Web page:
[cairo] [PATCH] Image scaling regression test script and 'fbCompositeSrcScaleNearest' bugfixes
siarhei.siamashka at nokia.com
Wed Apr 1 02:20:45 PDT 2009
On Wednesday 01 April 2009 04:53:23 ext Soeren Sandmann wrote:
> > I'm currently working on porting performance optimizations from Xomap
> > (X server used in Nokia internet tablets N800 and N810) into the latest
> > version of pixman and now also have a permission to submit these patches
> > directly upstream :)
> Great! Upstream much appreciates this.
> > Xomap has optimizations which include fastpath functions for nearest
> > neighbour scaling with the support of SRC and OVER operations for
> > NONE and NORMAL repeat in the case when no rotation is involved and
> > only a single clipping rectangle is used. Also it has a set of ARMv6
> > assembly optimizations (they partially overlap with the ARM optimizations
> > that pixman also got recently, but still have some useful stuff).
> Jeff also has some ARM optimizations here:
Yes, I have seen and tried this patch. Are there any immediate plans for
merging it into the main branch? This way we can move on and improve it
further. For example, adding prefetch support increases NEON x8r8g8b8->r5g6b5
conversion performance enormously.
Efficient ARM NEON optimizations for all the commonly used pixman functions is
also something that I'm interested to have as the end result.
> Is ARMv6 the version that got neon? ARM names always confuse me; is
> there a cheat sheet somewhere that explains the difference between
> names like ARM8, ARMv8 and Cortex A8?
NEON is supported by newer ARM chips. ARMv6 is not considered bleeding edge
anymore, but as these optimizations already exist, little effort is needed to
get them in and they are useful for older devices.
> > An attempt at developing such script to provide a solid testing base is
> > attached. It's quite simple, but already helped to hunt down two bugs
> > in 'fbCompositeSrcScaleNearest' function (patch is also attached).
> > +#!/usr/bin/env ruby
> I didn't really look at the code here, but I applied the patch
> anyway. If there are test programs that people find useful, I'm
> generally happy enough to add them to pixman/test. (I would be even
> happier to add a real regression test suite of course ...)
Actually I expected some feedback for this part :)
This code can be easily used for the automated regression testing. It's
behaviour is fully deterministic, so crc32 value at the end should be always
the same. If it is calculated once for the generic path, correctness of other
implementations can be always verified.
But it is of course not absolutely bulletproof, for example it can't see the
differences of having or not having 'pixman_fixed_e' correction applied. Also
in order to verify that the fastpath function is not selected for some
inappropriate cases, the test should be extended to also stress different
clipping settings, etc.
> > From bacba33cc4fe0e4dcd0dc5804b0f6e83367cfb4f Mon Sep 17 00:00:00 2001
> > From: Siarhei Siamashka <siarhei.siamashka at nokia.com>
> > Date: Tue, 31 Mar 2009 21:02:44 +0300
> > Subject: [PATCH] fbCompositeSrcScaleNearest bugfixes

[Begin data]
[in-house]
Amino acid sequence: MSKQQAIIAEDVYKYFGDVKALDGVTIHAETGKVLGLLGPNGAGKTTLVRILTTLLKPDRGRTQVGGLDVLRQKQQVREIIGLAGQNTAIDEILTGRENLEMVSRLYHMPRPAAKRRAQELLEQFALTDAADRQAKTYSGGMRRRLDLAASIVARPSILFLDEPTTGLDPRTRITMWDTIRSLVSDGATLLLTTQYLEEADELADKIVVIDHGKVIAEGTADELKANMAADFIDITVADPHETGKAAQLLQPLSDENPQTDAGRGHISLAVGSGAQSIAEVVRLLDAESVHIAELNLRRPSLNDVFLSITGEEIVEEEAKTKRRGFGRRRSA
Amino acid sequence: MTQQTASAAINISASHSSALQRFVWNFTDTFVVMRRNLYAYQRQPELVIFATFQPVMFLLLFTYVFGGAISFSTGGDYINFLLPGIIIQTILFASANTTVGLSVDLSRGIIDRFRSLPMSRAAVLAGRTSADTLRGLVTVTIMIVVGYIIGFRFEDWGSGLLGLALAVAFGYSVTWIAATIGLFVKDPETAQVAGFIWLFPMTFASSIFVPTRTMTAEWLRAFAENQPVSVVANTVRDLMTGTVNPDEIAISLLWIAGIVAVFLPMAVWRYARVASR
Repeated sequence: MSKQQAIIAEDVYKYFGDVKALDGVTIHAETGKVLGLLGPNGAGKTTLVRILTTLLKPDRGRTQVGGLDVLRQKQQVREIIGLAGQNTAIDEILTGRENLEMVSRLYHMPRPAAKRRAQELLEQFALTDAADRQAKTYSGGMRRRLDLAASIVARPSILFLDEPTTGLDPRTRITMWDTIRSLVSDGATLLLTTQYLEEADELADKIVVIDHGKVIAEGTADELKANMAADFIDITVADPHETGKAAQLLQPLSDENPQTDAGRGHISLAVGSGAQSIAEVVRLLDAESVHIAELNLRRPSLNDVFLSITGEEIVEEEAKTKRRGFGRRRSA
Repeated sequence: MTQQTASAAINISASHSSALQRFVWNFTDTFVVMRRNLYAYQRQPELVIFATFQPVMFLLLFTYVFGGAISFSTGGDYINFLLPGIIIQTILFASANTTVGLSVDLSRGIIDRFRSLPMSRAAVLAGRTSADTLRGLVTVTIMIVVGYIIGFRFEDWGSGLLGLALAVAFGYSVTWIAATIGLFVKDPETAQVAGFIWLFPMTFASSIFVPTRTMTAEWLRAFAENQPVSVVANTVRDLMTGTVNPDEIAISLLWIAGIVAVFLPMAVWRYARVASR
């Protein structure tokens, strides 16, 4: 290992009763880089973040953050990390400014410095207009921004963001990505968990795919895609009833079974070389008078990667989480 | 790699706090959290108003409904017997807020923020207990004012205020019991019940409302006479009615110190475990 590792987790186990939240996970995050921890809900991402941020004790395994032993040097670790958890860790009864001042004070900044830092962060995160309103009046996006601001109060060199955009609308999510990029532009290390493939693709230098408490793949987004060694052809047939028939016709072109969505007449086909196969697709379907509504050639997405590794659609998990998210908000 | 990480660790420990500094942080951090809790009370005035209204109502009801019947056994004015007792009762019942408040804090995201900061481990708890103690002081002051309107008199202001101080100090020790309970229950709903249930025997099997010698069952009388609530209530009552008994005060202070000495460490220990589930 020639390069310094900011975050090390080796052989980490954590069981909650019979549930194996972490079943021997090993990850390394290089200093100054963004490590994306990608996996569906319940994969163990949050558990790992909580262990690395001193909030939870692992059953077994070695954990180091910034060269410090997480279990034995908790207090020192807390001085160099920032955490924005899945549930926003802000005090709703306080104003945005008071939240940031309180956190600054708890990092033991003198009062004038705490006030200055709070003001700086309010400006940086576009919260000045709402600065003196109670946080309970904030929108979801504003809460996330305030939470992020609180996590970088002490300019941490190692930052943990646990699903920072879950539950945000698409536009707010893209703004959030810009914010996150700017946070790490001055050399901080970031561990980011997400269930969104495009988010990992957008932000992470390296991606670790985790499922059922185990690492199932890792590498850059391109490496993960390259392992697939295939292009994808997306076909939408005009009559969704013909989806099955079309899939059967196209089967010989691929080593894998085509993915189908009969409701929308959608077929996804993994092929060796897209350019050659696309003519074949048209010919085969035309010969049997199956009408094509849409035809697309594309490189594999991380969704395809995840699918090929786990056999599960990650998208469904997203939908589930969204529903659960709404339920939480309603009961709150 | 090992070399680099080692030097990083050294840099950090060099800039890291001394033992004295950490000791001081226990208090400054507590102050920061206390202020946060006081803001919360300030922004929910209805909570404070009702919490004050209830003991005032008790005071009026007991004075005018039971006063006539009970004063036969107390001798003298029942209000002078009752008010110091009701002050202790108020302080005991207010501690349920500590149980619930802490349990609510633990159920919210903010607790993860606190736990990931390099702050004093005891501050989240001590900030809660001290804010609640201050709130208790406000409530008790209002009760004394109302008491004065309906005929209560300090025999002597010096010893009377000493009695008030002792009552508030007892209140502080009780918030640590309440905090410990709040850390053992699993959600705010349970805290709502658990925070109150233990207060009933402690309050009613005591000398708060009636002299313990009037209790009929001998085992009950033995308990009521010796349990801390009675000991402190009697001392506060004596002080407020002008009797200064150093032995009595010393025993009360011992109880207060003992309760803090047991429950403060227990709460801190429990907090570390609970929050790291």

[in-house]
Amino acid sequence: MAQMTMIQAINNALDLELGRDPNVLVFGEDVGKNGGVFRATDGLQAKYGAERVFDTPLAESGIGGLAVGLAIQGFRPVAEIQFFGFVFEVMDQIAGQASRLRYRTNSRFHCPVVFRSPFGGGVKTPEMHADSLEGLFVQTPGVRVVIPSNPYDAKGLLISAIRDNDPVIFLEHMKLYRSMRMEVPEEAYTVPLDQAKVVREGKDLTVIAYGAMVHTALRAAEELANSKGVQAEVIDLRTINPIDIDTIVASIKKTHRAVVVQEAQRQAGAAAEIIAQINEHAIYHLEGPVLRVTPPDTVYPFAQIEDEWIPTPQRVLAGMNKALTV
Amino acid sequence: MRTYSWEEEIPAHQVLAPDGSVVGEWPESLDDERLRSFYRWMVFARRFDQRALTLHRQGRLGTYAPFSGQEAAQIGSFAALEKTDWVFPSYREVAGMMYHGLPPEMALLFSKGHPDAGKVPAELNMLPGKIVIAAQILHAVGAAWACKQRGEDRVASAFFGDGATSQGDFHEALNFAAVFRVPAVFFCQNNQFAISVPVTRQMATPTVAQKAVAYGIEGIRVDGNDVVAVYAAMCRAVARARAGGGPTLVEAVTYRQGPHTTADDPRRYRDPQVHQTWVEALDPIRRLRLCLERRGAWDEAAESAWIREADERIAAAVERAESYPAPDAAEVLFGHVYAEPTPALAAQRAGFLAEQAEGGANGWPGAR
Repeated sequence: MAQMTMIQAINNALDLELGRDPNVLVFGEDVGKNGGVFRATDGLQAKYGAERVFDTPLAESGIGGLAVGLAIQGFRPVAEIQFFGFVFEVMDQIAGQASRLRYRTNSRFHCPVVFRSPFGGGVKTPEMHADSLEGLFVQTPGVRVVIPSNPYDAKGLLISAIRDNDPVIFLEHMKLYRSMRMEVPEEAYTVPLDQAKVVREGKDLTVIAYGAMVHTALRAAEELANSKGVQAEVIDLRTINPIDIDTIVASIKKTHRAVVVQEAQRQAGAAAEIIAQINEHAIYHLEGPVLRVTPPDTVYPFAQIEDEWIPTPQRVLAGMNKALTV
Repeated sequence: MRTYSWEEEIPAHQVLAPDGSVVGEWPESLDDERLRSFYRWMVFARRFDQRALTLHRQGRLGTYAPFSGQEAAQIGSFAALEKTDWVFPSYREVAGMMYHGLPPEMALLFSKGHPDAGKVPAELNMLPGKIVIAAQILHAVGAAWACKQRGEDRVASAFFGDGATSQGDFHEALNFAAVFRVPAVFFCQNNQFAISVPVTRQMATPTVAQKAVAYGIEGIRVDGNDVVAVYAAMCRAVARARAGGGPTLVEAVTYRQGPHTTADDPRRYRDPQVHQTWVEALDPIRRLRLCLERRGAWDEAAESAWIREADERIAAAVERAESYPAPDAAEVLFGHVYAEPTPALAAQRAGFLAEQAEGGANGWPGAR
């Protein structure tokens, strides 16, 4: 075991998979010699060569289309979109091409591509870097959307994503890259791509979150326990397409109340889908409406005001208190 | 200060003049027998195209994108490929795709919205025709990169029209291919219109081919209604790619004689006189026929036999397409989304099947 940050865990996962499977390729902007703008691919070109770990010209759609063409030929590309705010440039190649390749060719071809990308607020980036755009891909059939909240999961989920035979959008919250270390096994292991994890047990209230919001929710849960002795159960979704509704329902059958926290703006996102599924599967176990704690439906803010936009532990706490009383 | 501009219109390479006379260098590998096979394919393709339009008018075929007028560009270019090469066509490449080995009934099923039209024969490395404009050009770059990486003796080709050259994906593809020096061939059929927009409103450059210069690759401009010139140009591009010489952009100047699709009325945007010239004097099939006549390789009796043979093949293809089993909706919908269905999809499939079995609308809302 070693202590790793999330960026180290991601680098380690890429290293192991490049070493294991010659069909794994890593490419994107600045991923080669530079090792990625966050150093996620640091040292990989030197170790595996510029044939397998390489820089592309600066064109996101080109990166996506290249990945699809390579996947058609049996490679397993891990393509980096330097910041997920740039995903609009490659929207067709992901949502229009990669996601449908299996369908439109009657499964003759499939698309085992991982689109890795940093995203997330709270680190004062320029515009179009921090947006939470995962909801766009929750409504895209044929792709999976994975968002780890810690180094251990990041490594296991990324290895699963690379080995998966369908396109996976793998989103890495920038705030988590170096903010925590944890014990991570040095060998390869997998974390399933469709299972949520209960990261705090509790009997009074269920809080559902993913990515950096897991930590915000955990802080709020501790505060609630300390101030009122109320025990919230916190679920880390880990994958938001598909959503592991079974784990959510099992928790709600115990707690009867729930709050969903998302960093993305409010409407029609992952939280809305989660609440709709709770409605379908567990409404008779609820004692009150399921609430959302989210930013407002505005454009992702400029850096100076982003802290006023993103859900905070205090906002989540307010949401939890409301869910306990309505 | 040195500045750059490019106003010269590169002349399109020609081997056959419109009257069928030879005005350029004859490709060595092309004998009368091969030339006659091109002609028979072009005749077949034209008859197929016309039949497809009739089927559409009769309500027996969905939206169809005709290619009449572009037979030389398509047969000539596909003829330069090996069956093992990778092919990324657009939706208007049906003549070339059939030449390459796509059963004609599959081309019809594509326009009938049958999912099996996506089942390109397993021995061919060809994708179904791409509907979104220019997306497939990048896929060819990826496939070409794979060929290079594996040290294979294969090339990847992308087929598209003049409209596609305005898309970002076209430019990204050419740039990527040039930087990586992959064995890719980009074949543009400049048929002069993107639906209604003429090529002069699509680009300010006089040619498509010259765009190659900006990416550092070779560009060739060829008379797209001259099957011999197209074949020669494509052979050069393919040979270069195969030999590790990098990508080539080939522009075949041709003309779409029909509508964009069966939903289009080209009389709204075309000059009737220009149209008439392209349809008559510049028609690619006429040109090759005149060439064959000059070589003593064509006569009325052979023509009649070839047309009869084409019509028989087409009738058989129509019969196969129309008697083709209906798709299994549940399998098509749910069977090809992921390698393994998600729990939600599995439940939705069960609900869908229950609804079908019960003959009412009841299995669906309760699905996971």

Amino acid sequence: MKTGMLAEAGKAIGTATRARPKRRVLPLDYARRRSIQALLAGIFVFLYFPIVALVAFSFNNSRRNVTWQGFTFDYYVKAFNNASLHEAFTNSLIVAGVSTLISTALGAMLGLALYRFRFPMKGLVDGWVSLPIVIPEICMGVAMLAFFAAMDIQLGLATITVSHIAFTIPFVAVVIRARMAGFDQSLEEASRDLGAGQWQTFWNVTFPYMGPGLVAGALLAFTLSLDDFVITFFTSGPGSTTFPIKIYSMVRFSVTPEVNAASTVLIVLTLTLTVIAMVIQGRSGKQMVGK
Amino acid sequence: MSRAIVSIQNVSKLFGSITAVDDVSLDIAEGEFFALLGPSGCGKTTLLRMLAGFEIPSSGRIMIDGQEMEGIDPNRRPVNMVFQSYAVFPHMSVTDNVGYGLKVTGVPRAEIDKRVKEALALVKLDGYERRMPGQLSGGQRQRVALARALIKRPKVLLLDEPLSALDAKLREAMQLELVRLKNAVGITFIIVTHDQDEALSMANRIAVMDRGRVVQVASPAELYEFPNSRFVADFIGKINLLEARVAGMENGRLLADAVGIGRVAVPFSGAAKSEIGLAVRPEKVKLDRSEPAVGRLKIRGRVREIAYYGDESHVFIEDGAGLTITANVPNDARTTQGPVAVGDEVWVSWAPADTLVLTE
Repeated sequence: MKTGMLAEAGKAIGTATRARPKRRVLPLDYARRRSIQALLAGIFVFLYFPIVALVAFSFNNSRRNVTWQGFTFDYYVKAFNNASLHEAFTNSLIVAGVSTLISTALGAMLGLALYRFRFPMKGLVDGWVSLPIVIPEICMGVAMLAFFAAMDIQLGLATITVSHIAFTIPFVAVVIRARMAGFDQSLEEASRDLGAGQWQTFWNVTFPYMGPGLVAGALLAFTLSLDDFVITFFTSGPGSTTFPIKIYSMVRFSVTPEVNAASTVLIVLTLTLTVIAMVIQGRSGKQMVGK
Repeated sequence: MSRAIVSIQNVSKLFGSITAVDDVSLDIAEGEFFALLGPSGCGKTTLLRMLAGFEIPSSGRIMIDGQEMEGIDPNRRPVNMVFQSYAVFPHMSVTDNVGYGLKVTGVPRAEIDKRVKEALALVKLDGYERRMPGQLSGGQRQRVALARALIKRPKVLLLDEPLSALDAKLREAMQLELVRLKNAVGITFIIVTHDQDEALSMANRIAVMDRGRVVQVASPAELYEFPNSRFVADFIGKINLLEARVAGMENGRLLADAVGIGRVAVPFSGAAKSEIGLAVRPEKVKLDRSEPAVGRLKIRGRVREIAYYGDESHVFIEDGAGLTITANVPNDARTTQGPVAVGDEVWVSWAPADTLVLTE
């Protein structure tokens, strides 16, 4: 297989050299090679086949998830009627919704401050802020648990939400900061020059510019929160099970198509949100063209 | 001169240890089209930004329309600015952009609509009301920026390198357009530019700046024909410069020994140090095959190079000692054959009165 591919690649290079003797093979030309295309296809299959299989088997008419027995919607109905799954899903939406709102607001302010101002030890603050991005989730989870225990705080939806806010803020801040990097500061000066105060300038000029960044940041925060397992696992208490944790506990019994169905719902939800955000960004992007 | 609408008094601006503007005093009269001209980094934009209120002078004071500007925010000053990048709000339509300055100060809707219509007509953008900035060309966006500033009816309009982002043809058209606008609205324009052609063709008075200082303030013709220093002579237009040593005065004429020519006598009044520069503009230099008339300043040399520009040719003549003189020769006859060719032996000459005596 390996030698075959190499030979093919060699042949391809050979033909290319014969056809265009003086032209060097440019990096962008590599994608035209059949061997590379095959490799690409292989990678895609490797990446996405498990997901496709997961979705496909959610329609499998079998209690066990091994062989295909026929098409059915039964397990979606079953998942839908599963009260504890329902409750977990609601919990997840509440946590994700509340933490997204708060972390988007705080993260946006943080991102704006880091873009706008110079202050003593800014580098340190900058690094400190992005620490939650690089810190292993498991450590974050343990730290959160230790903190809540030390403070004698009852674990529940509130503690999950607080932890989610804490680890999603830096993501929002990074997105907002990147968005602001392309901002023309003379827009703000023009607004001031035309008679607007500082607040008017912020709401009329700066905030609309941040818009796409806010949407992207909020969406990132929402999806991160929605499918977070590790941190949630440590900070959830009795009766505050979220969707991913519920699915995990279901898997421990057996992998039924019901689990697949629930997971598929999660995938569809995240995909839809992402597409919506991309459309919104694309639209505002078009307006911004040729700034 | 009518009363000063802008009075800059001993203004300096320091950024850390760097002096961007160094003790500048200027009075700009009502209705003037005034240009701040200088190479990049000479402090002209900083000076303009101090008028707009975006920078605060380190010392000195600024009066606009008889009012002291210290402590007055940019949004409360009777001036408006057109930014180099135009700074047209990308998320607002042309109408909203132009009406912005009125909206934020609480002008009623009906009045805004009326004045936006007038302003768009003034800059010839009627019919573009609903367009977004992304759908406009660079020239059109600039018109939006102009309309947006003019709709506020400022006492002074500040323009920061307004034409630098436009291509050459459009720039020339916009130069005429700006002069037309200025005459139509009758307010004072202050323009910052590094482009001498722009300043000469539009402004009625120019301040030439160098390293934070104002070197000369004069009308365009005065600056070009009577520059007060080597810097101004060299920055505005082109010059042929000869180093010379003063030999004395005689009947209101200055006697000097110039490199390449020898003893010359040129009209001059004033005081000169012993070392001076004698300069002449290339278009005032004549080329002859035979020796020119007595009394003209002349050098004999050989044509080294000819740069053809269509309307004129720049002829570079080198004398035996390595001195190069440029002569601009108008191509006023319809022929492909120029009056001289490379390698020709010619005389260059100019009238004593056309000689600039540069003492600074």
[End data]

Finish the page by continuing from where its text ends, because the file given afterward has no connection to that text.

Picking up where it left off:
> > 'fbCompositeSrcScaleNearest' function had a problem with alpha channel
> > in the destination image. Also NORMAL repeat was broken (the optimized
> > function can handle repeat operation itself and can be screwed up if
> > 'pixman_walk_composite_region' tries to help it by splitting the work
> > into handling multiple separate areas).
> The srcRepeat = FALSE change looks correct and should give a good
> speedup, but does it actually fix a *bug* or just a performance
> If fbCompositeSrcScaleNearest() actually renders incorrectly when it
> is given 1x1 rectangles, then that's a bug in its own right that we
> can't work around by setting srcRepeat to FALSE.
Yes, it's a rendering bug. Splitting work into handling different areas does
not work right for the transform case (and it is never used for generic path).
The point is that this splitting only has full pixel precision at the moment,
while correct blitting needs to preserve some fractional part in calculations
when moving from one "tile" to another.
This splitting actually might need to be improved later so that it could be
used for the transform case too. It may be needed for the performance
reasons (in order to have fast scaling functions which can handle clipping
> The alpha change I don't understand. Note this line:
> && pSrc->bits.format == pDst->bits.format
> down in the if statement; fbCompositeSrcScaleNearest() only gets
> called when source and destination have the same format, so copying
> pixels directly between them should be correct, and there should be no
> need for masking in 0xff in the alpha channel.
This is a bit of gray area. This change is needed to provide exactly the same
rendering results as the generic path. Generic path always sets the (unneeded)
alpha bits to 0xFF if the source picture had them set to something different.
But if the values of these bits are actually supposed to be "undefined", then
the test program needs to be modified not to take them into account when
checking correctness of rendering.
Another somewhat related case is 16bpp rendering. Generic path works by
converting the data to 32bpp, doing the compositing operation and finally
converting data back to 16bpp. Fastpath functions need to do the same if
bitexact results when compared to generic path are desired. On the other hand,
doing compositing operation directly in 16bpp is both faster and provides more
precision. The drawback of doing this optimization is that testing for
correctness of the code is more difficult because it can't be directly
compared to the generic path.
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